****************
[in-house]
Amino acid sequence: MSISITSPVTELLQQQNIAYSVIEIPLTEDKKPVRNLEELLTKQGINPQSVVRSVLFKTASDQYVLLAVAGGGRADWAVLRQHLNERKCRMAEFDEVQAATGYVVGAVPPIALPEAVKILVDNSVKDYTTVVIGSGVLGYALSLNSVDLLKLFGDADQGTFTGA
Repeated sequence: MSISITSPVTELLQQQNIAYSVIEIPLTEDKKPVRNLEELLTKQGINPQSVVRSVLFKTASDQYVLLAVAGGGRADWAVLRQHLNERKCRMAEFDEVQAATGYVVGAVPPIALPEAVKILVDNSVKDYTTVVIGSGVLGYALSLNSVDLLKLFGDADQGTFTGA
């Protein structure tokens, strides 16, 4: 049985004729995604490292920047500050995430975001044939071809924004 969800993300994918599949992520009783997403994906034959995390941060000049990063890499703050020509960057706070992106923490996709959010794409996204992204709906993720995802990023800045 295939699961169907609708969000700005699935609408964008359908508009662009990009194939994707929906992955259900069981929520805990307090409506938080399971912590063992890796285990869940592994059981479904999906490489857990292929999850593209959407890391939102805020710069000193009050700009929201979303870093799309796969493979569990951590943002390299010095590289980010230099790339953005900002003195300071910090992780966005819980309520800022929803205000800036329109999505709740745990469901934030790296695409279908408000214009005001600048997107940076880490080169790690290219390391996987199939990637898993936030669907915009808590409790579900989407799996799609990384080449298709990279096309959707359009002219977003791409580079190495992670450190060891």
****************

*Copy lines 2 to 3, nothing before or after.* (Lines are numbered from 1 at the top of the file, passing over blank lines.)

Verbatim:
Amino acid sequence: MSISITSPVTELLQQQNIAYSVIEIPLTEDKKPVRNLEELLTKQGINPQSVVRSVLFKTASDQYVLLAVAGGGRADWAVLRQHLNERKCRMAEFDEVQAATGYVVGAVPPIALPEAVKILVDNSVKDYTTVVIGSGVLGYALSLNSVDLLKLFGDADQGTFTGA
Repeated sequence: MSISITSPVTELLQQQNIAYSVIEIPLTEDKKPVRNLEELLTKQGINPQSVVRSVLFKTASDQYVLLAVAGGGRADWAVLRQHLNERKCRMAEFDEVQAATGYVVGAVPPIALPEAVKILVDNSVKDYTTVVIGSGVLGYALSLNSVDLLKLFGDADQGTFTGA